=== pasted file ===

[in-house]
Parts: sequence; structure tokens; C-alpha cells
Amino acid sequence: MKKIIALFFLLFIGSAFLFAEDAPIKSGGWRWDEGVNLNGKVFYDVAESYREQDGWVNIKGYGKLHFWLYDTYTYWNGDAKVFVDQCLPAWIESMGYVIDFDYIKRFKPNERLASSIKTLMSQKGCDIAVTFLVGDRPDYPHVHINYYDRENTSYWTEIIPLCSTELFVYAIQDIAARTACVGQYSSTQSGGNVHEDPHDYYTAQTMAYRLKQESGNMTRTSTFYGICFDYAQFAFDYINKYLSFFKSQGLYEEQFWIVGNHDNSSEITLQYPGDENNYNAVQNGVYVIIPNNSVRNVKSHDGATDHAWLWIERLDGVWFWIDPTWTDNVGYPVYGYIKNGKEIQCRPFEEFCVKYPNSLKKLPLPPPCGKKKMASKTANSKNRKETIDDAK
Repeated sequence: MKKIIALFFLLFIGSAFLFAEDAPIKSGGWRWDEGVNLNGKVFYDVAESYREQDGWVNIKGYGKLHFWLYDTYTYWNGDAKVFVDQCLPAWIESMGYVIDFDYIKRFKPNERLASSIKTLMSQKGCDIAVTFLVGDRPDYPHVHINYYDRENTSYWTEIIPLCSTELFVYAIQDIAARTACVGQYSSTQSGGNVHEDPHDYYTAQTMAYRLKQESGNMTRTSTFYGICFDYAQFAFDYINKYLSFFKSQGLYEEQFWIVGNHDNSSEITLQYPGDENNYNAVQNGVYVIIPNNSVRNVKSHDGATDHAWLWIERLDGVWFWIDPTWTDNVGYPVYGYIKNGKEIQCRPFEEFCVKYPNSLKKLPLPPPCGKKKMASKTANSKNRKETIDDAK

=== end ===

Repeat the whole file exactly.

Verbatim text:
[in-house]
Parts: sequence; structure tokens; C-alpha cells
Amino acid sequence: MKKIIALFFLLFIGSAFLFAEDAPIKSGGWRWDEGVNLNGKVFYDVAESYREQDGWVNIKGYGKLHFWLYDTYTYWNGDAKVFVDQCLPAWIESMGYVIDFDYIKRFKPNERLASSIKTLMSQKGCDIAVTFLVGDRPDYPHVHINYYDRENTSYWTEIIPLCSTELFVYAIQDIAARTACVGQYSSTQSGGNVHEDPHDYYTAQTMAYRLKQESGNMTRTSTFYGICFDYAQFAFDYINKYLSFFKSQGLYEEQFWIVGNHDNSSEITLQYPGDENNYNAVQNGVYVIIPNNSVRNVKSHDGATDHAWLWIERLDGVWFWIDPTWTDNVGYPVYGYIKNGKEIQCRPFEEFCVKYPNSLKKLPLPPPCGKKKMASKTANSKNRKETIDDAK
Repeated sequence: MKKIIALFFLLFIGSAFLFAEDAPIKSGGWRWDEGVNLNGKVFYDVAESYREQDGWVNIKGYGKLHFWLYDTYTYWNGDAKVFVDQCLPAWIESMGYVIDFDYIKRFKPNERLASSIKTLMSQKGCDIAVTFLVGDRPDYPHVHINYYDRENTSYWTEIIPLCSTELFVYAIQDIAARTACVGQYSSTQSGGNVHEDPHDYYTAQTMAYRLKQESGNMTRTSTFYGICFDYAQFAFDYINKYLSFFKSQGLYEEQFWIVGNHDNSSEITLQYPGDENNYNAVQNGVYVIIPNNSVRNVKSHDGATDHAWLWIERLDGVWFWIDPTWTDNVGYPVYGYIKNGKEIQCRPFEEFCVKYPNSLKKLPLPPPCGKKKMASKTANSKNRKETIDDAK